NYC RICO & Enterprise Corruption Attorney
Both state and federal law criminalize participating in ongoing criminal organizations and punish those who are convicted with fines and jail time. To ensure that you are not unfairly prosecuted for a RICO or enterprise corruption offense, please contact our experienced NYC RICO & enterprise corruption attorney today.
Enterprise Corruption Under New York Law
In addition to the laws promulgated by the federal government, New York lawmakers passed a series of laws prohibiting organized crime-related activities, also known as enterprise corruption. Under state law, a person has committed enterprise corruption when he or she:
- Intentionally conducted or participated in a pattern of criminal activity; or
- Intentionally acquired an interest in or control of an enterprise by participating in a specific pattern of criminal behavior; or
- Participated in a pattern of criminal activity and invested proceeds derived from those activities in the enterprise.
However, to qualify as participating in a pattern of criminal activity, prosecutors must be able to prove that a person has:
- Committed two felony acts other than conspiracy;
- Committed two criminal acts, one of which was a felony offense, within five years of the enterprise’s commencement; and
- Committed three separate acts of illegal participation in a criminal enterprise, all of which occurred within three years of each other.
Enterprise corruption is a Class B felony in New York, which is punishable by up to 25 years in prison, unless the individual was armed during the commission of the crimes, in which case, his or her charges could be upgraded to Class A-I, which can come with a life sentence.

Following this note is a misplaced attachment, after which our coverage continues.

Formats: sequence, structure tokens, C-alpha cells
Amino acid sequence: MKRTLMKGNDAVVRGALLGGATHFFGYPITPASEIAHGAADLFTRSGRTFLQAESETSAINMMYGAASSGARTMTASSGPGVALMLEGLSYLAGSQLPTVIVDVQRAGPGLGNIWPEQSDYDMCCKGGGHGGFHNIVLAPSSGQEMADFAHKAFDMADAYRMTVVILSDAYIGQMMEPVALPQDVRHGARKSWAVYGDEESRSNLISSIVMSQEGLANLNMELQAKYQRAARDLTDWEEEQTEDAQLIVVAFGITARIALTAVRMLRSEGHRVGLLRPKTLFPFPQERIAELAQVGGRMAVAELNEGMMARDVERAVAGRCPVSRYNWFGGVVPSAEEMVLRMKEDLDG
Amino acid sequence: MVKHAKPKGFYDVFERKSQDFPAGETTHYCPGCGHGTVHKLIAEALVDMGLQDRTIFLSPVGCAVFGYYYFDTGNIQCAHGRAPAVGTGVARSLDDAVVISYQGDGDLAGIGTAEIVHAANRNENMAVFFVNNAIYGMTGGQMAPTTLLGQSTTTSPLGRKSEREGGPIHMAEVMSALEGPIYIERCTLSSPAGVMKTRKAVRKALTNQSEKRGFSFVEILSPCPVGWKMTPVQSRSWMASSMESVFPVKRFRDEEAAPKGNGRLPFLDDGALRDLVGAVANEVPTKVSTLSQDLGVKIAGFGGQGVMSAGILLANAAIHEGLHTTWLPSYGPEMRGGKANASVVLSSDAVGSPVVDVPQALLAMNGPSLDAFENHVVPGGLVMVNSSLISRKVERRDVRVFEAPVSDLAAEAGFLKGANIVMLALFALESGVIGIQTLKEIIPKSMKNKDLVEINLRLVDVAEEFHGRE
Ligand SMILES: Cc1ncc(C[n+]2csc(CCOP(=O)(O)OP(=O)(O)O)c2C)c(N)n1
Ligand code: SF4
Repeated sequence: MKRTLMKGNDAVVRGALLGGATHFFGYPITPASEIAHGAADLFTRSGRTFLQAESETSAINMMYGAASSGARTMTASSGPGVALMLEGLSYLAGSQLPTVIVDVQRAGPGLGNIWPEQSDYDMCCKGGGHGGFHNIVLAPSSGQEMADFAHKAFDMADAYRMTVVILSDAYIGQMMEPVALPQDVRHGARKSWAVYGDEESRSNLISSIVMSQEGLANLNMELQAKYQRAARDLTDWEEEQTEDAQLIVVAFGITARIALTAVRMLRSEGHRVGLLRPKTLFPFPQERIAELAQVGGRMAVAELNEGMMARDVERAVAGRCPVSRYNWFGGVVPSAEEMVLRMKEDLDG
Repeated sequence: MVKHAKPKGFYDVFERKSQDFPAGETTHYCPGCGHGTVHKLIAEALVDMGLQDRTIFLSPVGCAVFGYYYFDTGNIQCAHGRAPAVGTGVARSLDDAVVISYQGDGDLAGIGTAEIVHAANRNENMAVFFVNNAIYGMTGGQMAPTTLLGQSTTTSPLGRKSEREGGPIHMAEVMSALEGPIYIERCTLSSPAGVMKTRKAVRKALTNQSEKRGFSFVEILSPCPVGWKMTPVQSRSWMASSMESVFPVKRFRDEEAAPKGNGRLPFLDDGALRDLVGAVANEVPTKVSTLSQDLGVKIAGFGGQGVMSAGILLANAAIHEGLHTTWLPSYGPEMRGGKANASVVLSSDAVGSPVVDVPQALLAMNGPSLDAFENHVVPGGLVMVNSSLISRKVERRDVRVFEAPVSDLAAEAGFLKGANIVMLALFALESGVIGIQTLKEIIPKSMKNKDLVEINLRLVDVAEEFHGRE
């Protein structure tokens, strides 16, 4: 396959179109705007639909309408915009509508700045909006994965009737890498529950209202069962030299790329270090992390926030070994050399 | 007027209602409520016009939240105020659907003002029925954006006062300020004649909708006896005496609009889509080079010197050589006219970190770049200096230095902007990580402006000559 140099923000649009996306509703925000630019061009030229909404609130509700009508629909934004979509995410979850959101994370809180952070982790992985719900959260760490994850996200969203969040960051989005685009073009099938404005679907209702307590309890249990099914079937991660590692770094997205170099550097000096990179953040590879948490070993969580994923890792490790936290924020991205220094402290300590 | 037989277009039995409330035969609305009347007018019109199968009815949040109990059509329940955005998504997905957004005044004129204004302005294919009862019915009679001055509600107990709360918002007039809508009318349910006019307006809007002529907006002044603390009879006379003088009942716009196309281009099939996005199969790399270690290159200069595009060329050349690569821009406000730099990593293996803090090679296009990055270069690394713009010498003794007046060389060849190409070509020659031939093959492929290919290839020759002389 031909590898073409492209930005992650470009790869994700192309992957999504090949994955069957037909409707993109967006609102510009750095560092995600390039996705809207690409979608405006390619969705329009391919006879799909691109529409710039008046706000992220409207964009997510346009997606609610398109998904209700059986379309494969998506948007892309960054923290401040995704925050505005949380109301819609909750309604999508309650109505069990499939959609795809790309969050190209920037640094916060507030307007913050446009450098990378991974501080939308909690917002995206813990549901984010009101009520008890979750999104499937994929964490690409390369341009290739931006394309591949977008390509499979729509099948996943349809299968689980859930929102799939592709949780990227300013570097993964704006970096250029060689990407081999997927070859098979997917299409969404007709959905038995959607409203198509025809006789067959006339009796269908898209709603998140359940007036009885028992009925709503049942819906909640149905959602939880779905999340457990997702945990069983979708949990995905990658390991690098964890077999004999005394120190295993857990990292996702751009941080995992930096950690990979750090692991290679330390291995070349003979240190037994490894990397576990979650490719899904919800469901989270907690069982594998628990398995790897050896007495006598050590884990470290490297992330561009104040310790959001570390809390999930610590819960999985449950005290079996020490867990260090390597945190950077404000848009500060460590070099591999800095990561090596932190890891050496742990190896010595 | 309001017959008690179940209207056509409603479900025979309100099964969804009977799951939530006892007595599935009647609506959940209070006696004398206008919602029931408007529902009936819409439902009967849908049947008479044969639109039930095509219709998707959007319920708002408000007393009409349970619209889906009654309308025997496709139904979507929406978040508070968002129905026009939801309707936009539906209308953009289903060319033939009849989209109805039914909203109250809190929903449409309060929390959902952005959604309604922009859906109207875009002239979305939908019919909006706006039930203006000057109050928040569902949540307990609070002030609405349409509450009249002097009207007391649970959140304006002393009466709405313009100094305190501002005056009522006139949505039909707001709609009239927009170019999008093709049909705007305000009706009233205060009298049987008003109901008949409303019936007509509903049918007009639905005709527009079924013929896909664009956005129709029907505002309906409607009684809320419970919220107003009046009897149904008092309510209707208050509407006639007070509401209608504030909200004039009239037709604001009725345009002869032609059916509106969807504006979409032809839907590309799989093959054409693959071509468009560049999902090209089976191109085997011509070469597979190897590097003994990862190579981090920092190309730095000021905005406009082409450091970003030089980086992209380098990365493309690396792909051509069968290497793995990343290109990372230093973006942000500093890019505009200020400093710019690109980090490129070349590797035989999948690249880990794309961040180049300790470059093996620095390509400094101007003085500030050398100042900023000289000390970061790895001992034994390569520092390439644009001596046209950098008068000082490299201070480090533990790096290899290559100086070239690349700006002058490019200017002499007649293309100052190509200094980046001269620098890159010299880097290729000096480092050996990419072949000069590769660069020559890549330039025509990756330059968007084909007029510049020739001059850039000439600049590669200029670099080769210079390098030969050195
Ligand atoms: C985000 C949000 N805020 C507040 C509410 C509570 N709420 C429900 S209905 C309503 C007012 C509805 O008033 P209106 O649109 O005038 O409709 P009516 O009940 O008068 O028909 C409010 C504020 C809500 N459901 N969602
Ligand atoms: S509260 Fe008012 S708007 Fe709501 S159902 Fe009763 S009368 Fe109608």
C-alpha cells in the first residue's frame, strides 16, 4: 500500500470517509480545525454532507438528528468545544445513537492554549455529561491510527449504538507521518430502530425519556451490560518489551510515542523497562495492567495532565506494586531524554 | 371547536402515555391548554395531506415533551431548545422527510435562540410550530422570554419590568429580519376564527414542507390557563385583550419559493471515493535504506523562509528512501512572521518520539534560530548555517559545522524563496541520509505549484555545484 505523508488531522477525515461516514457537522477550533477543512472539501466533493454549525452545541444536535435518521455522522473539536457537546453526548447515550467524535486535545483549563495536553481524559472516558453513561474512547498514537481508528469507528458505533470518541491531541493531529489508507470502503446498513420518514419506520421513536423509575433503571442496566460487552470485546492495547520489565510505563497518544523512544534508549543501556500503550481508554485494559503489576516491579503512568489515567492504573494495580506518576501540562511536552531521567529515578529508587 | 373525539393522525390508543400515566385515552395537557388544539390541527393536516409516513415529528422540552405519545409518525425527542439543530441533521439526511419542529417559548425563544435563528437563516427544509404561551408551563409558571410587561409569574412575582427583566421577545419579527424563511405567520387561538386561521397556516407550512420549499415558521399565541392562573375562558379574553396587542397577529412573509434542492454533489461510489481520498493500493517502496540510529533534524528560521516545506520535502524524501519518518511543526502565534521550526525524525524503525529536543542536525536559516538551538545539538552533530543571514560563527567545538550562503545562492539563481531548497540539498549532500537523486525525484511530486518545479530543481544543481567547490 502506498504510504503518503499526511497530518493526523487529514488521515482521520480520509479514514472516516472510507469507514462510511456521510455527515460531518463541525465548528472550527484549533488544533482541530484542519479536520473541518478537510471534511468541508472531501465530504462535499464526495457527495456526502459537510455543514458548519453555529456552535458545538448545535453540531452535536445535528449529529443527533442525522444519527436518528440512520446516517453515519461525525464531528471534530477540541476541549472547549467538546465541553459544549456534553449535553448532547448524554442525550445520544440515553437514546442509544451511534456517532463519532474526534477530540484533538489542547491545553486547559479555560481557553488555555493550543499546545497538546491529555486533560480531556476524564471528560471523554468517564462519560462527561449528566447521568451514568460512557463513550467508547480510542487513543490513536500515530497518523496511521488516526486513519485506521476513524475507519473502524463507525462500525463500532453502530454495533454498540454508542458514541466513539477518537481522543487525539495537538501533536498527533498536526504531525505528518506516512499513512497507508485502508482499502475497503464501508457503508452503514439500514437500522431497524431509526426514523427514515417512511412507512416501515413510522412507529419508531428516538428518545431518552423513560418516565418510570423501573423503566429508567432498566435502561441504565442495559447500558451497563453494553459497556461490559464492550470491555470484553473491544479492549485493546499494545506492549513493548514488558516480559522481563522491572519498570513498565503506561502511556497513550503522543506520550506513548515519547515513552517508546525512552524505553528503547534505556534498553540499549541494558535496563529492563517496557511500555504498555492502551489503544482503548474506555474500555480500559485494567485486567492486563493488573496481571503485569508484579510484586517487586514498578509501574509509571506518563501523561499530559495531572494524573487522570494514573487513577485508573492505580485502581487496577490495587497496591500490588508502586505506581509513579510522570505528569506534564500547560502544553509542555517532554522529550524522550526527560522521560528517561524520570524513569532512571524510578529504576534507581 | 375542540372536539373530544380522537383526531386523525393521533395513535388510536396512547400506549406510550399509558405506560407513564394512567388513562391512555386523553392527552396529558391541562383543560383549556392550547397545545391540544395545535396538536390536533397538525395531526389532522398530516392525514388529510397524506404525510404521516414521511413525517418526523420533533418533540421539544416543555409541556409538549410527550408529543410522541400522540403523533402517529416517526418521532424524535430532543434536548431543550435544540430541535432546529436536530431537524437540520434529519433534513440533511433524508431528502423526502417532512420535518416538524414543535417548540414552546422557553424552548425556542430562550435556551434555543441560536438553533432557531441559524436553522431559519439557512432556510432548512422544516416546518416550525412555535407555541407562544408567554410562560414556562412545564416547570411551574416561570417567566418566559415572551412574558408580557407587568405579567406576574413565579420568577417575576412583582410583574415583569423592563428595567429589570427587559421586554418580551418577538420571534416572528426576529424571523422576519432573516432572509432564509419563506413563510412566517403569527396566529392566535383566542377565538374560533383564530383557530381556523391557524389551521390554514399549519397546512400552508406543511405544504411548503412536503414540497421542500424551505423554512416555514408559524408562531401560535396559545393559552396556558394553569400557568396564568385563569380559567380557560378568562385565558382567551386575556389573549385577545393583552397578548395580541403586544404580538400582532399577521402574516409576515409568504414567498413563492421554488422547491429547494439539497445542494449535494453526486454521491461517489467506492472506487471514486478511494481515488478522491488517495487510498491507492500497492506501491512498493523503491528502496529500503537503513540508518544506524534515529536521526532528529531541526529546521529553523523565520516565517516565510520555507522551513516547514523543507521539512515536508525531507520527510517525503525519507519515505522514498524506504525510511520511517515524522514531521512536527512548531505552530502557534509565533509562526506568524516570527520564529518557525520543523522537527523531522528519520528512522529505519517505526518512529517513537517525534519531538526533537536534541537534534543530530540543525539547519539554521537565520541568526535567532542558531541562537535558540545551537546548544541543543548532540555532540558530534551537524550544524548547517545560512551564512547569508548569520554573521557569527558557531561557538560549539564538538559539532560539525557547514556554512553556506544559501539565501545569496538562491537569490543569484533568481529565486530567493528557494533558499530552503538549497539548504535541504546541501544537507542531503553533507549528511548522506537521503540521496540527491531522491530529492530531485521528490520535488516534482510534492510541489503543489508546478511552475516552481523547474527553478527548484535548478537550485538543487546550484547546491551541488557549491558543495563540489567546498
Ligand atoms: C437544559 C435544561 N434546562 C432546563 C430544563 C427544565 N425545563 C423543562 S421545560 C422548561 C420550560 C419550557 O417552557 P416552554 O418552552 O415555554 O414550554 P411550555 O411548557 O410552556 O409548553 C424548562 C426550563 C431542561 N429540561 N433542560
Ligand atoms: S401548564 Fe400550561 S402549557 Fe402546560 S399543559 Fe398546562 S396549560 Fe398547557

There are a number of limitations to this law, under which a person could avoid conviction, so if you are being investigated for enterprise corruption, it is critical to speak with an experienced fraud defense attorney about your legal options as soon as possible.
RICO Charges Under Federal Law
The same types of fraud-based activities that are prohibited under New York law are also forbidden under federal law. For instance, the Racketeer Influenced and Corrupt Organization (RICO) Act makes it unlawful to associate with an enterprise whose activities affect interstate commerce, by participating, whether directly or indirectly, in the conduct of that organization’s affairs through:
- A pattern of racketeering; or
- The collection of unlawful debt.
To qualify as a pattern of racketeering, a person must have committed at least two acts of racketeering activity within the last two years. Although initially passed in the 1970’s to crack down on organized crime rings operating in the U.S., RICO laws are now used to prosecute a wide range of conduct. In fact, racketeering activity can include everything from extortion and bribery to kidnapping and arson. The minimum sentence for someone who has been convicted of racketeering is two and one-half years in jail and a $25,000 fine, so if you are being investigated for involvement in a criminal enterprise, it is critical to seek representation right away.
Contact An Experienced NYC Fraud Defense Attorney
Please contact dedicated New York fraud defense attorney Mark I. Cohen, Esq. about your RICO and criminal enterprise charge-related questions and concerns. A member of our team can be reached at 212-732-0002 or via online message.